Markinch Biomass CHP

When the plant is fully operational a white plume of steam from the stack will be a regular feature. The plume consists of water vapour and is a result of the high moisture content of the fuel being burned. This is a natural bi-product of the biomass process and has no impact on the air quality.

The Proposal

The construction of RWE Innogy UK’s Biomass Combined Heat and Power (CHP) plant  in Fife, Scotland, is now complete and the plant has entered its operational testing phase.  As of early February 2014, the plant has been generating power to Tullis Russell Papermakers and the grid.

This state of the art power plant has an installed capacity of up to 65 MW and will be able to supply up to 120 tonnes of industrial steam per hour to paper manufacturer Tullis Russell. The plant is the largest of its type in Scotland and in Great Britain as a whole.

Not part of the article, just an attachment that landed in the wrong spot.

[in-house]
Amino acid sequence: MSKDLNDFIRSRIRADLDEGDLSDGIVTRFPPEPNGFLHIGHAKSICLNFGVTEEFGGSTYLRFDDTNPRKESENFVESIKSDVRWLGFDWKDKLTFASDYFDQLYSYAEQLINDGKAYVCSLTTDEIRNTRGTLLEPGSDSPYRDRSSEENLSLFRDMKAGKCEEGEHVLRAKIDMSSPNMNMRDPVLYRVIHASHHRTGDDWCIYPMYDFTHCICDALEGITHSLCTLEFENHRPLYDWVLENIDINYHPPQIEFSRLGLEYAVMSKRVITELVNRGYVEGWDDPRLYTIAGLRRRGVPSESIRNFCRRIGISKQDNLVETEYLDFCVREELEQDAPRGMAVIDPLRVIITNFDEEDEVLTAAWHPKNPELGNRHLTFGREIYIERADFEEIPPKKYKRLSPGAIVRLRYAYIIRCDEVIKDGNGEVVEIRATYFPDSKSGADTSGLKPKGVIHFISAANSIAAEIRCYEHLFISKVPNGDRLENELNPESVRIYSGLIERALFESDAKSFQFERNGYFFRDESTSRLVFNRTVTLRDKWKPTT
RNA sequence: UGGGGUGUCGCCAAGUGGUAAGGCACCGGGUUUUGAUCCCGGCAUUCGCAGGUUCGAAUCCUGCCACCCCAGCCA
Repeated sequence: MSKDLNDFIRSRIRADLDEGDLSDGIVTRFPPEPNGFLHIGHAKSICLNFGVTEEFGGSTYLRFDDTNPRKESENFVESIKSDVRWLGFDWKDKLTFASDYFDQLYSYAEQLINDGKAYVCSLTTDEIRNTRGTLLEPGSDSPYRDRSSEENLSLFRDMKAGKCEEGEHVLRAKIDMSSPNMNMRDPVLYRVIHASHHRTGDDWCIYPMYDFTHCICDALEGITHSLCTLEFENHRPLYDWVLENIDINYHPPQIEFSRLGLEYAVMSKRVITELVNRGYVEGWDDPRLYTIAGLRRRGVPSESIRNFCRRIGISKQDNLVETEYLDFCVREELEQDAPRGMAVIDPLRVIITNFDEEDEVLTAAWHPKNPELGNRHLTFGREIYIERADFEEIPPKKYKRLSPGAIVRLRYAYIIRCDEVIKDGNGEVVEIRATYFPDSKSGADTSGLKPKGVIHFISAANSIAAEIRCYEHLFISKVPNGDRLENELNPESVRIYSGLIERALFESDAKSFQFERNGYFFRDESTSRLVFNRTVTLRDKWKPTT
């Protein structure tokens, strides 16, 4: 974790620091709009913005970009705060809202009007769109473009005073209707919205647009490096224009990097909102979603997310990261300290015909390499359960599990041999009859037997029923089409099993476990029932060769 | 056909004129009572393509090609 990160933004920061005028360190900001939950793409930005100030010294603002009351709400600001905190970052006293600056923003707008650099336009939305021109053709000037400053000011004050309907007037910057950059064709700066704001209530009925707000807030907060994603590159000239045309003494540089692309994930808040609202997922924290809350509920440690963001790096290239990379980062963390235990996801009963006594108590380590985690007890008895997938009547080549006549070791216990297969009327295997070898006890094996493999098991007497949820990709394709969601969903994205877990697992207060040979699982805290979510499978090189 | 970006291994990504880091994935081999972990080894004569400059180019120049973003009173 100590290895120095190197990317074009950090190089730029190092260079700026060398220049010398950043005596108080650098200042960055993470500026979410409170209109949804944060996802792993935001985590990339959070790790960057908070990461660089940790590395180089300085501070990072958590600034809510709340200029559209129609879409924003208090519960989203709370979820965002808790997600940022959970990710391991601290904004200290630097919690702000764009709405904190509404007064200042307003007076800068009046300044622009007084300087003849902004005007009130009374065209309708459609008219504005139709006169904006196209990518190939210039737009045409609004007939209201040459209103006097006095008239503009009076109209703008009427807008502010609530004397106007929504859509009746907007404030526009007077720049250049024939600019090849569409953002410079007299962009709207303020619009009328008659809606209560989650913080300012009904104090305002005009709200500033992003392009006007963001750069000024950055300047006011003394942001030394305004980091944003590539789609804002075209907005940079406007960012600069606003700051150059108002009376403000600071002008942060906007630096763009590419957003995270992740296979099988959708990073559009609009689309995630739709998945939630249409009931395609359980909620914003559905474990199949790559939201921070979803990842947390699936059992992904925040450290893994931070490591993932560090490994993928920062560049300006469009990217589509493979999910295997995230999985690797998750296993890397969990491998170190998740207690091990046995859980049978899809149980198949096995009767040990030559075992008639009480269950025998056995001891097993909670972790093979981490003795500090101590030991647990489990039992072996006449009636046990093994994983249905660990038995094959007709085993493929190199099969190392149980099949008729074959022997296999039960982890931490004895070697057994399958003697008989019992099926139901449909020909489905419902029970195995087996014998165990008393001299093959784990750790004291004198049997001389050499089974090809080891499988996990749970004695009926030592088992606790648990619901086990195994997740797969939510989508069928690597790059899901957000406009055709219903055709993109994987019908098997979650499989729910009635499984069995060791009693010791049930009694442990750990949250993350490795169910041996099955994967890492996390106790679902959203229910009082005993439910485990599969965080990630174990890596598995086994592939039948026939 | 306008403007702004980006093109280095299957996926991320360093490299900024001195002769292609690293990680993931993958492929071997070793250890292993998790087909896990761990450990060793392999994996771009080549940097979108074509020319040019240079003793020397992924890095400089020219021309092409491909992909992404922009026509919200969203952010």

Overall, RWE Innogy has invested some £200 million in the construction of this biomass CHP plant.

The new biomass CHP plant is fuelled by approximately 90% recovered wood waste and approximately 10% virgin wood sourced from sustainably managed forests and will significantly reduce carbon emissions. To-date, the paper mill has been supplied with energy by a 60-year old coal-fired power station.

Due to the existing plant’s age, it could no longer be relied upon to provide a secure supply of steam and electricity to the Tullis Russell paper manufacturing plant. The biomass CHP plant will provide the paper maker's energy needs from a renewable source with excess electricity generated being sent directly to the local grid.

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